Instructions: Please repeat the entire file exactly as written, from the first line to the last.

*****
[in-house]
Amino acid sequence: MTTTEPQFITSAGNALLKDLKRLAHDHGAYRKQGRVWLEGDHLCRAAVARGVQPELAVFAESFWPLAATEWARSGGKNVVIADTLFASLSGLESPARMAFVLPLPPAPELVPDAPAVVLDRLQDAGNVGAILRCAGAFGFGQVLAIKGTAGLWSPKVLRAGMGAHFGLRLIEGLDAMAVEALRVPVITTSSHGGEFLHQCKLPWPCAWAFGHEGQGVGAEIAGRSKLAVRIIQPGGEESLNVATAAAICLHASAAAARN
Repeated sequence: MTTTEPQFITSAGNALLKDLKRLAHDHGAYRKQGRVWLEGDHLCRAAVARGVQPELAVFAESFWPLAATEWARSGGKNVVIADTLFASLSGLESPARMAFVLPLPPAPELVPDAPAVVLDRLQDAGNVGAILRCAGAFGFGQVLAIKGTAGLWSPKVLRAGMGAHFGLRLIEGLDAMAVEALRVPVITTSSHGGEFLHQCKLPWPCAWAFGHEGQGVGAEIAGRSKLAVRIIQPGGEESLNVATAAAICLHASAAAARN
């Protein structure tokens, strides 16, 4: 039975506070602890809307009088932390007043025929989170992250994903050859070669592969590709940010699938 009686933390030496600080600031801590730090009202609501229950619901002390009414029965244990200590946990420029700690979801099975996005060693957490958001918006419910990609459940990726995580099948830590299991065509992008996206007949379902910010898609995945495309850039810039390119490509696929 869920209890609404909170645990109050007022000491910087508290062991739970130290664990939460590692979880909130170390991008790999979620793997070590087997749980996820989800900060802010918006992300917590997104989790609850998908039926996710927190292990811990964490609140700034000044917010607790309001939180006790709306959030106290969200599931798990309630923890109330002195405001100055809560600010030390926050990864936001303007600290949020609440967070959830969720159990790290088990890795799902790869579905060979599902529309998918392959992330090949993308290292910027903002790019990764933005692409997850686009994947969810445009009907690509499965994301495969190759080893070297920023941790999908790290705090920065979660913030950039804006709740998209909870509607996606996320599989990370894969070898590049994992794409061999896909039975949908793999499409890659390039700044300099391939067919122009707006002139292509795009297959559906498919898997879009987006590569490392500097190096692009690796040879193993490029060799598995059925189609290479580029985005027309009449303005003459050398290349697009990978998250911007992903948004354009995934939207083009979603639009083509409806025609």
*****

[in-house]
Amino acid sequence: MTTTEPQFITSAGNALLKDLKRLAHDHGAYRKQGRVWLEGDHLCRAAVARGVQPELAVFAESFWPLAATEWARSGGKNVVIADTLFASLSGLESPARMAFVLPLPPAPELVPDAPAVVLDRLQDAGNVGAILRCAGAFGFGQVLAIKGTAGLWSPKVLRAGMGAHFGLRLIEGLDAMAVEALRVPVITTSSHGGEFLHQCKLPWPCAWAFGHEGQGVGAEIAGRSKLAVRIIQPGGEESLNVATAAAICLHASAAAARN
Repeated sequence: MTTTEPQFITSAGNALLKDLKRLAHDHGAYRKQGRVWLEGDHLCRAAVARGVQPELAVFAESFWPLAATEWARSGGKNVVIADTLFASLSGLESPARMAFVLPLPPAPELVPDAPAVVLDRLQDAGNVGAILRCAGAFGFGQVLAIKGTAGLWSPKVLRAGMGAHFGLRLIEGLDAMAVEALRVPVITTSSHGGEFLHQCKLPWPCAWAFGHEGQGVGAEIAGRSKLAVRIIQPGGEESLNVATAAAICLHASAAAARN
């Protein structure tokens, strides 16, 4: 039975506070602890809307009088932390007043025929989170992250994903050859070669592969590709940010699938 009686933390030496600080600031801590730090009202609501229950619901002390009414029965244990200590946990420029700690979801099975996005060693957490958001918006419910990609459940990726995580099948830590299991065509992008996206007949379902910010898609995945495309850039810039390119490509696929 869920209890609404909170645990109050007022000491910087508290062991739970130290664990939460590692979880909130170390991008790999979620793997070590087997749980996820989800900060802010918006992300917590997104989790609850998908039926996710927190292990811990964490609140700034000044917010607790309001939180006790709306959030106290969200599931798990309630923890109330002195405001100055809560600010030390926050990864936001303007600290949020609440967070959830969720159990790290088990890795799902790869579905060979599902529309998918392959992330090949993308290292910027903002790019990764933005692409997850686009994947969810445009009907690509499965994301495969190759080893070297920023941790999908790290705090920065979660913030950039804006709740998209909870509607996606996320599989990370894969070898590049994992794409061999896909039975949908793999499409890659390039700044300099391939067919122009707006002139292509795009297959559906498919898997879009987006590569490392500097190096692009690796040879193993490029060799598995059925189609290479580029985005027309009449303005003459050398290349697009990978998250911007992903948004354009995934939207083009979603639009083509409806025609």